Researcher’s log, no. 389, vol. II
“Who the Hell is Frasier Crane?”
The jellyfish refuses to entertain my query. “I think Frasier Crane is a narcissist,” it yells at me. Narcissist. I scribble this word in the record. Labeled, highest frequency. “Narcissistic denial,” the jellyfish yells immediately. “Interesting” I say, though it is not, and record it under the same. I then wonder, the feigned sentiment, is it consequential. It could be. “Narcissistic withdrawal,” the jellyfish barks. And again, I record. Again, highest frequency.
“Your monkey’s fist is retarded and you know it!” The jellyfish tells me. Generic. The jellyfish applies it to many things. The monkey’s fist subtracted, it is a favored expression of this jellyfish. At least, that is, with me, in its presence. I engage the utterance. “My monkey’s fist is not a distraction from this work, jellyfish, this work is monotonous, and menial. It is a task best suited for a graduate student. As in, it is grunt work. This monkey’s fist, I will assure you, is not retarded, and in fact, this monkey’s fist is all that is getting me through with this process.”
A monkey’s fist is a special knot made of paracord. It is an arts and crafts project. It is a thoughtless effort, I have assured myself. But immediately: “That’s retarded and you know it.” It shouts. And in the voice of a child’s. I laugh. Mirthlessly. “Serves me right for speaking to a jellyfish. Serves me right.” Again. Mirthlessly.
“I think Frasier Crane is a narcissist!” Shouts the jellyfish. I record the word as always. “Do you know what a narcissist is, Jellyfish?” I ask it. “Frasier Crane” the jellyfish answers. “Uh-huh” I say. Why do I bother, I wonder. But I know, it senses both. “Tell me, jellyfish, do you know, what you are, do you know, you are in a vat, can you tell me this.” The jellyfish pauses as if it could be thinking, then says “I think Frasier Crane, IS A NARCISSIST.” I record this.
Three years. Three years since this study began. Three years in this lab spent alone in Antarctica, with nothing but the hostile, yet innocuous, incessant, redundant utterances of a truly brainless, 90 kilogram astral jellyfish. My name is Dr Lukesier Payne. I am the foremost astral biologist in this young, expanding field. “That’s retarded and you know it!” The jellyfish quips. As if uttering these words for the first time, and not 3,000 times, verbatim, as the record will indicate.
Staring at the monkey’s fist spooled on a homemade jig in front of me at the desk, I acknowledge, this is my third attempt to construct one. My failure to complete a monkey’s fist is my ignorance of the proper finishing knot. As I discovered, if one knots a monkey’s fist, swooping under the fist unravels the foundation, and swooping over fist finishes the knot prematurely, providing too much slack and therefore, a sloppy monkey’s fist. “NARCISSIST!” Screams the jellyfish. Thus far, two attempts, two failures. Hopefully I’ll get it. Terrestrial transportation, in Antarctica, is achieved on snowmobile. Screams the jellyfish. The key to my snowmobile is small. I misplace the key often. Hence this project. This monkey’s fist, which will attach as a keychain, is on course to be as large as a baseball. And, as light as a ball of yarn. The paracord I am using for this fist is fluorescent green. I’ll doubt I’ll misplace the key again. “That’s retarded and you know it!”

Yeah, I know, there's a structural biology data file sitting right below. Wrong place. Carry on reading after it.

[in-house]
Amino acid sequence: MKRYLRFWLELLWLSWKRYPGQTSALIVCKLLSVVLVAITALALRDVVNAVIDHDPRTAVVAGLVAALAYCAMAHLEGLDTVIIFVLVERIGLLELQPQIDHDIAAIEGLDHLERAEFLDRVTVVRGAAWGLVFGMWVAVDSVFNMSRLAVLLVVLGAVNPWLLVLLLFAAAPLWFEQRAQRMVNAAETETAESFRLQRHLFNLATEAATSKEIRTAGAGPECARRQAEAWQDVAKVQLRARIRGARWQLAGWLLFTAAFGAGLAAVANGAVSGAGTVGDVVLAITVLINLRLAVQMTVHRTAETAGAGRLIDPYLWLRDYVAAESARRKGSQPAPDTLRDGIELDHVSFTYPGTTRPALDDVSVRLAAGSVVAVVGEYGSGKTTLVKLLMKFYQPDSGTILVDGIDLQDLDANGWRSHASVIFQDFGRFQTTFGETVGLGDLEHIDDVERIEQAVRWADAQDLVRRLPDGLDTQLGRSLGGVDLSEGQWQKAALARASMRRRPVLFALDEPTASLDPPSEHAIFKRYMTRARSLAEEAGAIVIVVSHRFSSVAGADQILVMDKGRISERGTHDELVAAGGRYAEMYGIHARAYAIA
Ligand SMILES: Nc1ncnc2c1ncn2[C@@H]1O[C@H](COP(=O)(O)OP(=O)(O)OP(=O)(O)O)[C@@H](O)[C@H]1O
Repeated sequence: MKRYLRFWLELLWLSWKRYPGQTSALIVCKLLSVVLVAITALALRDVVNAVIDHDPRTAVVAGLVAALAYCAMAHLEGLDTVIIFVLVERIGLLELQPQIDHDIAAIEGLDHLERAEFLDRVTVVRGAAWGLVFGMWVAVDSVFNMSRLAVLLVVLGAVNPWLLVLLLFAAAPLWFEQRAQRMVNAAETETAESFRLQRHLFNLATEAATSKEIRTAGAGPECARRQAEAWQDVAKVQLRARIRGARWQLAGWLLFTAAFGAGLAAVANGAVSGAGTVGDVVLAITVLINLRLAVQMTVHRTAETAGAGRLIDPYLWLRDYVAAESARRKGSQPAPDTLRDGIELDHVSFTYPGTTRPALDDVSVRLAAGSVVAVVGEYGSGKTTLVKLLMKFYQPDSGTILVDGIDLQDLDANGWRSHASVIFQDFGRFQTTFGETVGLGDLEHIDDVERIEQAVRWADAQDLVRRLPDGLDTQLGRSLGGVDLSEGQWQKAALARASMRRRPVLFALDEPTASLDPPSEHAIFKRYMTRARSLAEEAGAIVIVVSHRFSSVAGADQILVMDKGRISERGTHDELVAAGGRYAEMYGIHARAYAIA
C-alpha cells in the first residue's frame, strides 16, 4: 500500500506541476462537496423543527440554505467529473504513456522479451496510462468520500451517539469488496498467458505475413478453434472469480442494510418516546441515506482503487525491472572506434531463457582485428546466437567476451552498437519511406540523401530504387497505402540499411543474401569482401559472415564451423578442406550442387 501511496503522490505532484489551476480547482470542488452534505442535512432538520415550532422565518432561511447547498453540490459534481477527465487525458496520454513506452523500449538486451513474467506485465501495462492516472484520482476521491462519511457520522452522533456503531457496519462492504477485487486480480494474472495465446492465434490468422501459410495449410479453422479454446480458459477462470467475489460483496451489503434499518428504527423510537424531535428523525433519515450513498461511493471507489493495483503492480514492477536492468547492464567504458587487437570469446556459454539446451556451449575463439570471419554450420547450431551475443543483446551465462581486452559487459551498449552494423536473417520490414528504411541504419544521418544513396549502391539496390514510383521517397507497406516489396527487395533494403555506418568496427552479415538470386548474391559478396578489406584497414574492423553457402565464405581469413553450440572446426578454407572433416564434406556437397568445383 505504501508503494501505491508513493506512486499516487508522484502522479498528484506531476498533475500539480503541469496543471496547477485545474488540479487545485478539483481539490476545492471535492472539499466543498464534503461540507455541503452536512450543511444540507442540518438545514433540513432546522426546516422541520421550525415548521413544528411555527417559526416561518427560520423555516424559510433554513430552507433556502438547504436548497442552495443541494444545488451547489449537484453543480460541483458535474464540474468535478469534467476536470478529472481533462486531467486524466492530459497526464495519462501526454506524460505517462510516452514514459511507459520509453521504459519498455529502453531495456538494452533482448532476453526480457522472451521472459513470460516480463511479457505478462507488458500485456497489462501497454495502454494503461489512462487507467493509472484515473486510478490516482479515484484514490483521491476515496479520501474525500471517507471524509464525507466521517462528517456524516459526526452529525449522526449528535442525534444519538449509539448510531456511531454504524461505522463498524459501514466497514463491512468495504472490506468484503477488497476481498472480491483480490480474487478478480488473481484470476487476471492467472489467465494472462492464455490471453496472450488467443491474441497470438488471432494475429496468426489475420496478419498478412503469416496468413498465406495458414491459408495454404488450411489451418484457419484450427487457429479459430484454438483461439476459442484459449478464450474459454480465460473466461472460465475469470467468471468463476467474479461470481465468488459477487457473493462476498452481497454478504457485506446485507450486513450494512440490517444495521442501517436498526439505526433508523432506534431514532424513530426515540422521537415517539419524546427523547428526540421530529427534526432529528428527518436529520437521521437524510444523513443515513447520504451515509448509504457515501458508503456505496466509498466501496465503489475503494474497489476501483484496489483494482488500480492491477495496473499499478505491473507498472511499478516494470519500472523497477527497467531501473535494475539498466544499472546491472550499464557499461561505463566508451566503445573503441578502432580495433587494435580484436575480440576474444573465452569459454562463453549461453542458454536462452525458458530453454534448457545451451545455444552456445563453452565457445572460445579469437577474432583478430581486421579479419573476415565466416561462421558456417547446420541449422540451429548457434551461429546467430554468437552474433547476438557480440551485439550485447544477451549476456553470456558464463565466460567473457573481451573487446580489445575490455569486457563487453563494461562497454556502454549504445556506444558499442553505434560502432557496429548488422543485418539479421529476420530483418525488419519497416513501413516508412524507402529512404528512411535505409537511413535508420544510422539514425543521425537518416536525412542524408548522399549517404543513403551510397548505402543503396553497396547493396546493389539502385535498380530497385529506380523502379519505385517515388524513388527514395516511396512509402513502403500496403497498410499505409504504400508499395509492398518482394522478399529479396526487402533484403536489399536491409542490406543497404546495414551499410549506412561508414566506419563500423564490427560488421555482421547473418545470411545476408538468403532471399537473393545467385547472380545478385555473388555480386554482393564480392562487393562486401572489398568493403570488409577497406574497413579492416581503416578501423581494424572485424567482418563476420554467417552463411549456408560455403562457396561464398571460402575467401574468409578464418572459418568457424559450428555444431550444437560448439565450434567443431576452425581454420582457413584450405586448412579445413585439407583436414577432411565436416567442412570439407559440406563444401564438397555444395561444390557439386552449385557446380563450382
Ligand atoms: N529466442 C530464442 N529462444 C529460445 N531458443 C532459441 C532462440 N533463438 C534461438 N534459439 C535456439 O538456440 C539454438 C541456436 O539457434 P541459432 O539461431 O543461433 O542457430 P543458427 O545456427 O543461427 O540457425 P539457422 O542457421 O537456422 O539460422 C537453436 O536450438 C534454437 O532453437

I examine the fist from all sides of the jig. All wraps are in place. Now, the moment of truth. Time for the knot. The jellyfish, as if salivating at the chance to advise, shouts, but nothing helpful. Perturbed, I forget to record the jellyfish’s word and I engage with its nonsense. “Really, jellyfish, is that because of my accent?” I demand it to answer. And, beating the jellyfish to its words I add further: “Too dignified?” A rhetoric question. The mere cracking of its voice thrills me, and I speak over it once more. “For the record, jellyfish, my accent is American muffin. Or, sometimes it is called Yankee crumpet. This is an American accent. It is not British. Pay enough attention, notice rhoticity. Note the A’s, and the R’s. Of the consonants. You’re an idiot, jellyfish, and you’ve no brain and that is why you continue to mistake it. Three, damn, years.”
The jellyfish, undeterred, says “I THINK, FRASIER CRANE, IS THE BIGGEST, NARCISSIST, IN THE WHOLE-WIDE WORLD.”
I’m now laughing. “I REFUSE, jellyfish to lose my temper to a brainless bag of venomous gelatin.” And the jellyfish laughs. I record its laughter, under moderate frequency. And as I do this it occurs to me, I’d neglected to record the previous exchange. I think back to the moment but I opt to forgo an edit. For integrity’s sake. The jellyfish, now uttering responses at a hyper rate. I jot the words in real-time. Scribbles in my personal record. The machine records everything of every moment. Today I am working on hunches. One in particular. One of the benefits of heading a study, alone. I open the drawer of my desk, and stow away the untied monkey’s fist. “Self-awareness, jellyfish, is reserved for only the most intelligent creatures, not for you,” I vainfully remind this astral being. Self-awareness is the very question of this study. “This study, is a waste of my time.” I say this to the jellyfish half-heartedly. The jellyfish tells me: “That’s retarded and you know it!”
And it hits me. That coincidental or not, it was right. Come on, Lukesier, I remind myself. To not be this foolish. You know better, Lukesier. Too better in fact, perhaps is why you would take such chances. To be talking with the jellyfish and not to, the jellyfish. Beyond stupid is that for anyone. Downright dangerous, even. Not to mention fruitless. And I, as an astral biologist, I must be wiser.